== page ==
[Buddha-l] buddha-l Digest, Vol 93, Issue 8

Jo ugg-5 at spro.net
Fri Nov 23 18:07:34 MST 2012

Thanks for the report and the detail. What I wonder is, why has there been
no subterranean armed group planning/organizing/stocking a serious rebellion
against the overlords. The antique Tibetans did not avoid making war.

Sent: Friday, November 23, 2012 2:36 AM
To: buddha-l at mailman.swcp.com
Cc: John Whalen-bridge

Response to Joseph O'Leary, et alia.

Hello all.

Joseph's resistance to affirming suicide is noted, and I have to say I share
the feeling...but "it's complicated." I'm just back from the Special
International Meeting of Friends of Tibet in Dharamsala, where I interviewed
Sikyong (Prime Minister) Longsang Sangay, Tempa Tsering (Speaker of the
House, Tib. govt in Exile), and Mr Chimme Rinzin Choekyapa.

By the time the meeting had concluded--the number has been spiking up in
November, around the 18th Congress of Chinese Communist Party, there were
about 78 self-immolations.  Approximately half have been committed by lay
people, half by monks/nuns. The activities are not coordinated by any
organization within Tibet and are not directed by Tibetan leadership outside
Tibet. This voluntary, self-determined form of activist resistance is in
line with the "lhakar" movement.

A few words about Lhakar, first. Lhakar means "white Wednesday," as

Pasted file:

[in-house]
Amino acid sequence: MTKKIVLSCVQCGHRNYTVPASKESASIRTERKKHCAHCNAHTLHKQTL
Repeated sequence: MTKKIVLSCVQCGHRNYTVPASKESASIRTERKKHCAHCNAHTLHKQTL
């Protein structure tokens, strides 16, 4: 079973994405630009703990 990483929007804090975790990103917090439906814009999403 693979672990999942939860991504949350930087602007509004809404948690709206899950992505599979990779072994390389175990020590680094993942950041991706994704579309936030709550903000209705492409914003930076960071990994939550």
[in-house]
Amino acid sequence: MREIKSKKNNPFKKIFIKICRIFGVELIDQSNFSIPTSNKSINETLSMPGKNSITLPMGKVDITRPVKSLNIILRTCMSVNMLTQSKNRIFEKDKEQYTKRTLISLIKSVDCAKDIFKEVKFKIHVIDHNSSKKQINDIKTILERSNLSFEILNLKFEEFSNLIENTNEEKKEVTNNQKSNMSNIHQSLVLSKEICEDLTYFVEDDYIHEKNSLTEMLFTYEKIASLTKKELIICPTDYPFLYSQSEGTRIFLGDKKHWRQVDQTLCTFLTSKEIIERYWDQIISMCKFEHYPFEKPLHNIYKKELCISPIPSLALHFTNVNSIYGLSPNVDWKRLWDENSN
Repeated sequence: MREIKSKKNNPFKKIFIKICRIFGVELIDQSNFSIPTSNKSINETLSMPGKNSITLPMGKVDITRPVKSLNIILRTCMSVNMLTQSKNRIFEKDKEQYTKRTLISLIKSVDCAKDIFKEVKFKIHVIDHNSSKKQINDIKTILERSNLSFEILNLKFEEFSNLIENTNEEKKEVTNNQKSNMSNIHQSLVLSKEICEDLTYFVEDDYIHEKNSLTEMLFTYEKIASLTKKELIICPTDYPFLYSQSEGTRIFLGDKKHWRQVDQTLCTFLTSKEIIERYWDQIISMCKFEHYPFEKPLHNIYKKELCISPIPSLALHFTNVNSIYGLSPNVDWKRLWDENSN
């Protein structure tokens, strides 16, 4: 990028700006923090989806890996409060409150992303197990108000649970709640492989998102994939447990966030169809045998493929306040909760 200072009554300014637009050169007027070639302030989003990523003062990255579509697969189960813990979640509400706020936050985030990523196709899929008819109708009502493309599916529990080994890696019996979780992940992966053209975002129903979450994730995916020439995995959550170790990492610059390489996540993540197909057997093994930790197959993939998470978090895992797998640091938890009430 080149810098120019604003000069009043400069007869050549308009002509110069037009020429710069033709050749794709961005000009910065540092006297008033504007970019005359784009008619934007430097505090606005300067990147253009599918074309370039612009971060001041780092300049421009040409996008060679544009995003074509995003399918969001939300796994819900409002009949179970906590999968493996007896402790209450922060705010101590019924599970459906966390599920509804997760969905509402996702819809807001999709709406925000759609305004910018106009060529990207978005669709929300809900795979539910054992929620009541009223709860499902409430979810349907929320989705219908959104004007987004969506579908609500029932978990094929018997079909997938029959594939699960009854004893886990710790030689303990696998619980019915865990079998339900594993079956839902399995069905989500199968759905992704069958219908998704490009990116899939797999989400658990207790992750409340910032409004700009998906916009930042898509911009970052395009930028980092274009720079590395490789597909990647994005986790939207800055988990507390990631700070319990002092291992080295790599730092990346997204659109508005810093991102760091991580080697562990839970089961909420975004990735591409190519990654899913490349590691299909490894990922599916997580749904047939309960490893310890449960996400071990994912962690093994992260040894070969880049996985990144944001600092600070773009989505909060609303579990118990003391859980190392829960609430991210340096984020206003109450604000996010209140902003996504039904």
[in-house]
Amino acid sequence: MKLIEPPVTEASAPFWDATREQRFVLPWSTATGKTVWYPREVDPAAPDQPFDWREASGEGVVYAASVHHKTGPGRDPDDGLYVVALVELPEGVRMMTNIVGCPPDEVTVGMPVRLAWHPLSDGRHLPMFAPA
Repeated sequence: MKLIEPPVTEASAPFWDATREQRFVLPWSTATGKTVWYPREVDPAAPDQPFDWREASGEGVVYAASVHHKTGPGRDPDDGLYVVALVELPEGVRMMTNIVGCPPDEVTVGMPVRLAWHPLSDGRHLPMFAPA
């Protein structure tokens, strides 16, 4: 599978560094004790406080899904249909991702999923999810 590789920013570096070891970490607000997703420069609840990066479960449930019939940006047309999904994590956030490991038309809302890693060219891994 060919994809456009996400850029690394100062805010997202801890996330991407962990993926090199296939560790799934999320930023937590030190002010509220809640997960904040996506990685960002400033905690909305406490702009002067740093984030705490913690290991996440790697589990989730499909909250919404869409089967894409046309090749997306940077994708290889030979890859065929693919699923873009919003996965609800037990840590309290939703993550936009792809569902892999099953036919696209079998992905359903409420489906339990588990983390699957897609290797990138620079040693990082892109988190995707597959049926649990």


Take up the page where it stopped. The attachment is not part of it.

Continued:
Wednesday is associated with HH Dalai Lama. Activists choose ways to resist,
meaning to assert Tibetan identity in the face of its repression.
One fits the resistance to the practicalities of the situation--i.e., how to
do it without getting arrested/tortured. This might include wearing
traditional dress (chupa) or a kata (white scarf), or it might involve
speaking Tibetan in situations where Chinese is being forwarded in ways
meant to displace Tibetan language/culture (e.g., educational contexts).
 The same kind of repression has happened many times in the world, e.g.,
punishments for speaking Gaelic in Ireland under British rule and
punishments for speaking Okinawan dialect (Hogen) in Okinawa/Ryukyu/Uchina
under Chinese rule.  Lhakar is always peaceful, voluntary, and motivated by
the wish to preserve Tibetan culture.

No one who speaks about self-immolation directly has spoken in favor of it,
to my knowledge.  The P.M. of the CTA (Central Tibetan Administration, or
govt in exile), Lobsang Sangay, is a Harvard-educated PhD who did his
comparative research on govts in exile.  He insists that CTA is not even
encouraging PROTEST in Tibet, since anything like that will result in
political imprisonment and probably torture.  There is, therefore, no lawful
way to express "civil disobedience" whatsoever. Furthermore, the world has
more or less lost interest in the Tibetan plight, relative, say, to the
"angry monk syndrome" protests of 2008, around the Chinese Olympics.
 Tibetan soft power is running against the wall of Chinese financial
leverage (Confucius Institutes, etc), which, Joseph Nye explained to Lobsang
Sangay, is not the same thing at all as "soft power." Soft power is the
invitation to respond as one will without manipulation or power-politics

One might respond:  "Okay, the Tibetans are not encouraging self-immolation,
but neither are they condemning it."  Prof. Stephen Prothero has written in
the CNN Blog that the Dalai Lama has "blood on his hands" for not condemning